Darrells not grumpy, he is just really busy!!!!
His V-Block was one that I studied very close in designing my system. I do like his design. There are some major differences between his V-Block design and mine.
Teh main difference is that the Holland V-Block system uses a specially contoured barrel which fits a recoil lug and a lock nut similiar to the Savage rifle about 4" in front of the receiver face. The recoil lug on the Holland design limits barrel diameter that can be used ahead of the recoil lug to around 1 1/16". The lug also bares directly against the V-Block on its forward surface.
This is all good except it requires a specially contoured barrel, again limited in diameter and it also requires threading the barrel not only for the receiver threads but also for the lock nut that holds the recoil lug in place.
The holland design uses a single 1/4x28tpi bolt to hold the barreled action down in the V-Block.
I can not find any fault with this system from a performance or accuracy stand point when used on conventional dimensioned tactical or varmint style rifles.
Still I designed my Barrel Bedding V-Block system to allow the Rem 700 or any modern action really to be used with barrels of much larger diameter then the standard 1.250" and also up to 38" in length. This is something a conventional factory receiver simply can not do using a conventional bedding system without major receiver flexing.
My design differs from Darrells in that I keep the recoil lug in the traditional location between the receiver and barrel. My design has the recoil lug baring against the stock with the V-Block positioned ahead of the lug.
Also, My design uses two and even three 1/4-28 tpi mounting bolts to secure the barrel down into the V-Block. Again this is determined by the size of the barrel and the intensity of the round.
Also, my design has no real limits on the barrel diameter that can be used although a 1.350" diameter barrel is the same diameter as a Rem 700 receiver, Anything much larger and it looks a bit odd.
Still with this diameter, you can use a straight cylinder barrel up to 36" in length is a round with the intensity of a 338 Kahn with no barrel whip problems at all.
This is one of my smaller V-Block rifles. It sports a 1.250" diameter straight cylinder 30" Lilja 1-8", 3 groove chambered for the 22-6mm AI.
Because this chambering has little recoil and the barrel is not OVERLY heavy and long, a 7" V-Block was machined with two mounting bolts.
This pic shows the fitted V-Block. IT is fixed to the stock using Brownells Steel Bedding compound. As you can see the area behind the recoil lug has been relieved of wood and is solid Steel bed for over 1.75" in depth. It is extremely strong and rigid.
The two holes on the right are for the V-Block mounting bolts. The one on the left is a dummy receiver screw that does nothing but look good!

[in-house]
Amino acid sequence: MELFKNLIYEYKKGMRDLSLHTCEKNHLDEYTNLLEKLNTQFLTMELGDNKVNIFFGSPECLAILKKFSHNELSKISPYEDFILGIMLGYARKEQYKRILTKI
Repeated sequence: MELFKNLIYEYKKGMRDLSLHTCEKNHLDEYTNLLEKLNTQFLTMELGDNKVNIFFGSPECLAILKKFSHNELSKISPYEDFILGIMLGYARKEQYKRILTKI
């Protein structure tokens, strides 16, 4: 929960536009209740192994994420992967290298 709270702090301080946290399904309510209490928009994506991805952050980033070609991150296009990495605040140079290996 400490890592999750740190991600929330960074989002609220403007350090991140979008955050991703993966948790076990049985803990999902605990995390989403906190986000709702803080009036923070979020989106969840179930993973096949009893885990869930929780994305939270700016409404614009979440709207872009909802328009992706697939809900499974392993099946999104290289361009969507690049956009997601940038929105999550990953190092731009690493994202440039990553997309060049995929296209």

Besides the bolt holes in the forend, this is the only other thing that tells this rifle is not a conventional rifle, the barrel markings.
On my heavy rifles, I use a 10" block with three mounting screws. The width of my V-Blocks is determined by the barrel diameter.
The design used in the pics that goodgrouper posted is a time tested system that work great as well. Really the only real disadvantage is machining time and cost.
Also, they require the optical system to be elevated a great deal higher then either the Holland or my system.
I see my system as a hybrid cross between Hollands V-Block and the clamp block systems.
It has teh clean looks of the Holland, actually noticably cleaner lines, while offering the stability of the clamp design.
My 338 Kahn for example has a 34.5" Lilja, 1.350" straight cylinder barrel and is built on a Rem 700 receiver. Even though the barrel is 34.5" long, with the first 10" of the barrel firnly supported by the V-Block, this barrel has the stiffness of a free floated 24.5" barrel with a diameter of 1.350".
Looking at it that way it is easy to see why these rifles are so stiff and rigid and why they perform so consistantly at extreme range or even close range.
I am also designing an Extreme Sporter V-Block system which will be used on conventional lookign rifles of sporter design and weight but with the stability of a Barrel Bedding V-Block.
All the systems work great once finished and on the range. I just feel my system offers the highest level of performance for the machining time requires and the lower amount of machining translates into lower labor charges for equal performance.
Each design will again produce extremely consistant long range performance. The Holland design is more suited to conventional weight Tactical and Varmint rifles where as my design and the Clamp design are better for very long and very heavy barrels.
Kirby Allen (50)